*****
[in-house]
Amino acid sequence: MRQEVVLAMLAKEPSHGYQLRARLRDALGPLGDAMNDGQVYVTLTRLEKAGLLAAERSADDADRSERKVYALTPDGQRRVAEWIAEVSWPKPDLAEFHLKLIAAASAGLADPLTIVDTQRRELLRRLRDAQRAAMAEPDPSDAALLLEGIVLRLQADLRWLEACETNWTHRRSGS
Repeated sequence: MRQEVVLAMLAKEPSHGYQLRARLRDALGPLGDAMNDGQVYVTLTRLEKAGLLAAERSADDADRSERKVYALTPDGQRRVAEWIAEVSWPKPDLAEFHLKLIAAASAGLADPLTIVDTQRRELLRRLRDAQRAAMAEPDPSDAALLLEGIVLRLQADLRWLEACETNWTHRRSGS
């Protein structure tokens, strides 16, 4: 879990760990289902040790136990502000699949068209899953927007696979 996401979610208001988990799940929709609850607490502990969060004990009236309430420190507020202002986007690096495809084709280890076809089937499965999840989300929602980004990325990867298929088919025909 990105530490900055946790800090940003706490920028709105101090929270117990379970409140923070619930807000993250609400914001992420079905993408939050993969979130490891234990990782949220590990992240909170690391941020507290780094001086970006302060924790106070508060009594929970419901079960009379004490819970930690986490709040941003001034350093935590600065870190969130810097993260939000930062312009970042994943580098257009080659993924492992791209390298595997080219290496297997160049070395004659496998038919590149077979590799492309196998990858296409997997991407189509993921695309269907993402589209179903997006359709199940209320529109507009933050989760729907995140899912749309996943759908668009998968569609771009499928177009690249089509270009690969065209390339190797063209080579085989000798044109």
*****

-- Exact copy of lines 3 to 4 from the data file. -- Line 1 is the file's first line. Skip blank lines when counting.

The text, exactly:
Repeated sequence: MRQEVVLAMLAKEPSHGYQLRARLRDALGPLGDAMNDGQVYVTLTRLEKAGLLAAERSADDADRSERKVYALTPDGQRRVAEWIAEVSWPKPDLAEFHLKLIAAASAGLADPLTIVDTQRRELLRRLRDAQRAAMAEPDPSDAALLLEGIVLRLQADLRWLEACETNWTHRRSGS
């Protein structure tokens, strides 16, 4: 879990760990289902040790136990502000699949068209899953927007696979 996401979610208001988990799940929709609850607490502990969060004990009236309430420190507020202002986007690096495809084709280890076809089937499965999840989300929602980004990325990867298929088919025909 990105530490900055946790800090940003706490920028709105101090929270117990379970409140923070619930807000993250609400914001992420079905993408939050993969979130490891234990990782949220590990992240909170690391941020507290780094001086970006302060924790106070508060009594929970419901079960009379004490819970930690986490709040941003001034350093935590600065870190969130810097993260939000930062312009970042994943580098257009080659993924492992791209390298595997080219290496297997160049070395004659496998038919590149077979590799492309196998990858296409997997991407189509993921695309269907993402589209179903997006359709199940209320529109507009933050989760729907995140899912749309996943759908668009998968569609771009499928177009690249089509270009690969065209390339190797063209080579085989000798044109």